Example of Active Document Containment: Office Binder
The Microsoft Office Binder is an example of an active document container. An Office Binder includes two primary panes, as containers typically do. The left pane contains icons that correspond to active documents in the Binder. Each document is called a section within the Binder. For example, a Binder can contain Word documents, PowerPoint files, Excel spreadsheets, and so on.
Clicking an icon in the left pane activates the corresponding active document. The right pane of the Binder then displays the contents of the currently selected active document.
If you open and activate a Word document in a Binder, the Word menu bar and toolbars appear at the top of the view frame, and you can edit the document's contents using any Word command or tool. However, the menu bar is a combination of both the Binder's and Word's menu bars. Because both Binder and Word have Help menus, the contents of the respective menus are merged. Active document containers such as Office Binder automatically provide Help menu merging; for more information, see Help Menu Merging.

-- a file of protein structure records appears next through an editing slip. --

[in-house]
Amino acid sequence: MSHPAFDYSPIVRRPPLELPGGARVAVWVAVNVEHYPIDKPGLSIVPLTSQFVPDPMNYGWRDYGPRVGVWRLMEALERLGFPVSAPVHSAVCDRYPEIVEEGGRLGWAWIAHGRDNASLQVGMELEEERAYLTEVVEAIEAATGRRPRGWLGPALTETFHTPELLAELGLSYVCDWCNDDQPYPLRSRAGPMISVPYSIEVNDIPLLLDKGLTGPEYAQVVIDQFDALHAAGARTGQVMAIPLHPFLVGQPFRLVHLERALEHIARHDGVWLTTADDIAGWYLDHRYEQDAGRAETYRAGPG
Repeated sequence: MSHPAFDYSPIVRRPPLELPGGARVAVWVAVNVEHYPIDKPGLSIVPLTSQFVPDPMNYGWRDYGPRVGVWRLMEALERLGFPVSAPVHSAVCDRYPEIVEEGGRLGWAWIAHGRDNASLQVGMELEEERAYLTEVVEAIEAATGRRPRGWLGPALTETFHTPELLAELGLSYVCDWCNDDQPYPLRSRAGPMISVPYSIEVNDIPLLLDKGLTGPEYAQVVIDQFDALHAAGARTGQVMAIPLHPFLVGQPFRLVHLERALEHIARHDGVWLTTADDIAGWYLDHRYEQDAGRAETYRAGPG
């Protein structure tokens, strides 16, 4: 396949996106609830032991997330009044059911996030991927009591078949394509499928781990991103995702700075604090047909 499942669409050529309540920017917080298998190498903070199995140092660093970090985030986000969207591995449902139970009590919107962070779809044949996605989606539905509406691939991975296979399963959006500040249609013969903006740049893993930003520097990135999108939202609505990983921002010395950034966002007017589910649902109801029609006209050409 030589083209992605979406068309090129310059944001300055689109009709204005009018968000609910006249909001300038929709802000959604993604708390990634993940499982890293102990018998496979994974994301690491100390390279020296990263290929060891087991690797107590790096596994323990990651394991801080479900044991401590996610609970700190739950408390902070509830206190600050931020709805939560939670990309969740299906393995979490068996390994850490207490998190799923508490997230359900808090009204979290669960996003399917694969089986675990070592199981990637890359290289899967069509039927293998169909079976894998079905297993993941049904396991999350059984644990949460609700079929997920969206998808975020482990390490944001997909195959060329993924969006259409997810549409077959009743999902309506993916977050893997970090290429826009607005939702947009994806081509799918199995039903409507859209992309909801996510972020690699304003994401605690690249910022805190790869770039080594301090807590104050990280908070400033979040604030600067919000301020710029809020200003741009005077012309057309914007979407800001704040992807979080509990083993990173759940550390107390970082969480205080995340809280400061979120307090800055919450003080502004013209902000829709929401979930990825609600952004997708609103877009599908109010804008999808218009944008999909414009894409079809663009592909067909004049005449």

When you select an active document of another application type, the Binder's interface changes to accommodate that of the active document's application type. For example, if a Binder contains an Excel spreadsheet, you will observe that the menus in the Binder change when you select the Excel spreadsheet section.
There are, of course, other possible types of containers beside Binders. Windows Explorer uses the typical dual-pane interface in which the left pane uses a tree control to display a hierarchical list of directories in a drive or network, while the right pane displays the files contained in the currently selected directory. An Internet browser–type of container (such as Microsoft Internet Explorer), rather than using a dual-pane interface, usually has a single frame and provides navigation using hyperlinks.